Variable rate mortgage rates hovering on historic low

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With the Royal Bank of Canada’s implementation of the latest round of mortgage rate increases last week, banks and other major lenders have begun lowering the discounts for floating rate mortgages.
Even with the new 2.6 per cent rate average on variable-rate products, however, this is still considered by industry observers to be among its historically lowest levels. To compare, fixed-rate mortgages with five-year terms currently enjoy a rate of 3.04 per cent.
Experts noted that such stretches of low rates allow variable-rate buyers to save more, although the option essentially removes the safety blanket of a stable rate throughout the term. The RBC raise gave incentive to some banks to get in lockstep, though.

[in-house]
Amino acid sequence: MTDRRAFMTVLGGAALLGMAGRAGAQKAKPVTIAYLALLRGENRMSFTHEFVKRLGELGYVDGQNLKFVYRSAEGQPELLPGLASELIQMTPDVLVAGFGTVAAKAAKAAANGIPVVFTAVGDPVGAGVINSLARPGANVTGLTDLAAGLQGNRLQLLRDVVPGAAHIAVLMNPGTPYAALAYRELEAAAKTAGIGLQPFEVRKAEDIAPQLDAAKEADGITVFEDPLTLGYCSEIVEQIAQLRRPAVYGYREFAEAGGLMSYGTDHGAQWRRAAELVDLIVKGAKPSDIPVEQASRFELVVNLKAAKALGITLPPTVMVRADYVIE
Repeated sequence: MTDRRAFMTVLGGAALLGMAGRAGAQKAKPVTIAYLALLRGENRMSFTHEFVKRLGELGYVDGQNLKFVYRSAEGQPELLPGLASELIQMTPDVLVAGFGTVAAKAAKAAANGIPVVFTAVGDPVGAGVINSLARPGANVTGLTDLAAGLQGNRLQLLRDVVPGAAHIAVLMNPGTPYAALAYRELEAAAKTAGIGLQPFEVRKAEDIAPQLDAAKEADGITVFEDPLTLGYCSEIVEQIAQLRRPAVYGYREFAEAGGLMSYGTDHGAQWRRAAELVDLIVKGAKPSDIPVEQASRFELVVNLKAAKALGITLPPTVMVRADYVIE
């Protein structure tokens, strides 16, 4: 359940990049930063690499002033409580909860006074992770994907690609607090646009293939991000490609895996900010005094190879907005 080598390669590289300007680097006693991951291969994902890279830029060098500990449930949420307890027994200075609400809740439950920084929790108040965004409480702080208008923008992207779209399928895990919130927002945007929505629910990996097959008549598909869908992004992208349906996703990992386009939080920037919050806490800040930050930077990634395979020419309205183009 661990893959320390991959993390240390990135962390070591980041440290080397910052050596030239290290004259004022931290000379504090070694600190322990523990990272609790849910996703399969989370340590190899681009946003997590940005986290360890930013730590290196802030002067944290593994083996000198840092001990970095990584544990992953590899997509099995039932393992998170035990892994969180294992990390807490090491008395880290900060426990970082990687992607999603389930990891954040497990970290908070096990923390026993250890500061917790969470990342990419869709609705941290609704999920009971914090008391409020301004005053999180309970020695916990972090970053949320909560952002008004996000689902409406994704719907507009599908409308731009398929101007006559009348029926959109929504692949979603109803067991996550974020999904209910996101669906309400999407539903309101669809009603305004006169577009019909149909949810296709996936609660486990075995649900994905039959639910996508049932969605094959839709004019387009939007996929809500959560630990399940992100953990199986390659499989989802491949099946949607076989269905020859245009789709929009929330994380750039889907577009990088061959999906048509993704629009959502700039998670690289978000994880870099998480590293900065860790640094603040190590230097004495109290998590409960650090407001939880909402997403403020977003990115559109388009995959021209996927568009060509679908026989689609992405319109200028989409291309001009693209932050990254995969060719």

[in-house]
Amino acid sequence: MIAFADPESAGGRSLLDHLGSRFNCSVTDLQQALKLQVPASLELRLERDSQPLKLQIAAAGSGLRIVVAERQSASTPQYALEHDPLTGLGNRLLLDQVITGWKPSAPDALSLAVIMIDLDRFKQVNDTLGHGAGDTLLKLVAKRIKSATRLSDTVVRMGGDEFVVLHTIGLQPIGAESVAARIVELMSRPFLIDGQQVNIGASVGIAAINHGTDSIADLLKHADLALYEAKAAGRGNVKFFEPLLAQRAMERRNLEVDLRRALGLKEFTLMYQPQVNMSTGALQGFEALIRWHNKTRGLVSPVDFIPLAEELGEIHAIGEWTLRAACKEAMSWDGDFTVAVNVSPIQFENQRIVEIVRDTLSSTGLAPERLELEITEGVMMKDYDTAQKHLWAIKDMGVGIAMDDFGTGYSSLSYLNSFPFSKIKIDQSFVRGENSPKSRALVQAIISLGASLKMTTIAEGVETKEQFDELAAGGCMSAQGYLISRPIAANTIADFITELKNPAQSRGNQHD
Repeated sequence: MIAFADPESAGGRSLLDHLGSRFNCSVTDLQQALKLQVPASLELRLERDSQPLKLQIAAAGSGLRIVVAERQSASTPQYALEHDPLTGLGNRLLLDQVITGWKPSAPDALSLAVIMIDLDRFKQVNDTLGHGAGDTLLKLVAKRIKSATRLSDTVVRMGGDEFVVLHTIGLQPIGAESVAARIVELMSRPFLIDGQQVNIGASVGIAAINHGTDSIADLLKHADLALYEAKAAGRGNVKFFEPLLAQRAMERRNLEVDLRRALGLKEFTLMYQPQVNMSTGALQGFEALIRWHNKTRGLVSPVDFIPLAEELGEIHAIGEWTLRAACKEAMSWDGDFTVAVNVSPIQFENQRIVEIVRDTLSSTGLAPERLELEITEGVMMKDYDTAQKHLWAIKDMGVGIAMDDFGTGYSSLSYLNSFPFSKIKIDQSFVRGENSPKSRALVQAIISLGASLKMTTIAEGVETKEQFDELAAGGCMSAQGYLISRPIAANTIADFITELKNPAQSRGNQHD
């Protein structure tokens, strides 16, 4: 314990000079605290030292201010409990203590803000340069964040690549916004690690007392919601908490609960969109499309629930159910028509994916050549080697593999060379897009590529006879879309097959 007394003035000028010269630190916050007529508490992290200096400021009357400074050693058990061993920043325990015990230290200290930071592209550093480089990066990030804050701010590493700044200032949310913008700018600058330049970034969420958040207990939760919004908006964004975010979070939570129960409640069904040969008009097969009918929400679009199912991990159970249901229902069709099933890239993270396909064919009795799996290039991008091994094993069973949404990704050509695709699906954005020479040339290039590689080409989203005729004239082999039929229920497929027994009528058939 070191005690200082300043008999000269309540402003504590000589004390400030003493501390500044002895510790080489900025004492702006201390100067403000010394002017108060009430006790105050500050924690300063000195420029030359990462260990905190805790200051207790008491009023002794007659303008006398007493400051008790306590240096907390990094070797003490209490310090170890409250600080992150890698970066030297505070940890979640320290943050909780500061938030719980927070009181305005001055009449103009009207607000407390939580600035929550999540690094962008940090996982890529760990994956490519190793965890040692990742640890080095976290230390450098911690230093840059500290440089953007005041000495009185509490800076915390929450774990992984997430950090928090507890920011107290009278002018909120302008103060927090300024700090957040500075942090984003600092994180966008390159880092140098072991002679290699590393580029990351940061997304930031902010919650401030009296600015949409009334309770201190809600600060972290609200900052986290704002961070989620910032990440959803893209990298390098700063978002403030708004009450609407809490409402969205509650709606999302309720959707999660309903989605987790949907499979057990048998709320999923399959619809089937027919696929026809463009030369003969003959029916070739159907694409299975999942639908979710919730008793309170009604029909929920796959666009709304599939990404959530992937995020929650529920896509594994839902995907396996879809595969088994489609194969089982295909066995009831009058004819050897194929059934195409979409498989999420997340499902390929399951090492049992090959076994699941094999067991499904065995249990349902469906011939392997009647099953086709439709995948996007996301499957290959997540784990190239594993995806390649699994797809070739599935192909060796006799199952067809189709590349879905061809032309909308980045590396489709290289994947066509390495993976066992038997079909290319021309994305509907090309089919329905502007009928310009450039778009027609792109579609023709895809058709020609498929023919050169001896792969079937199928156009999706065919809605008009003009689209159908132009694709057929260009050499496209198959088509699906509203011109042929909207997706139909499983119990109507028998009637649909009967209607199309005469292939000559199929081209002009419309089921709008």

“The spreads were narrowing and that causes us to raise rates,” Bank of Nova Scotia’s real estate lending head David Stafford told the Financial Post, elaborating on the bank’s move to implement a similar average on variable-rate products.
Industry players said that these numbers are the reason why lenders continue to offer cut-off primes of 50 basis points for variable rate mortgages, as banks profit less from floating rates than from borrowers locking in their loans.
“We kind of chuckled when they raised rates because we have some lenders dropping rates. The big banks are trying to move people out of the variable (and get them to lock in),” owner and broker Vince Gaetano told the Financial Post.

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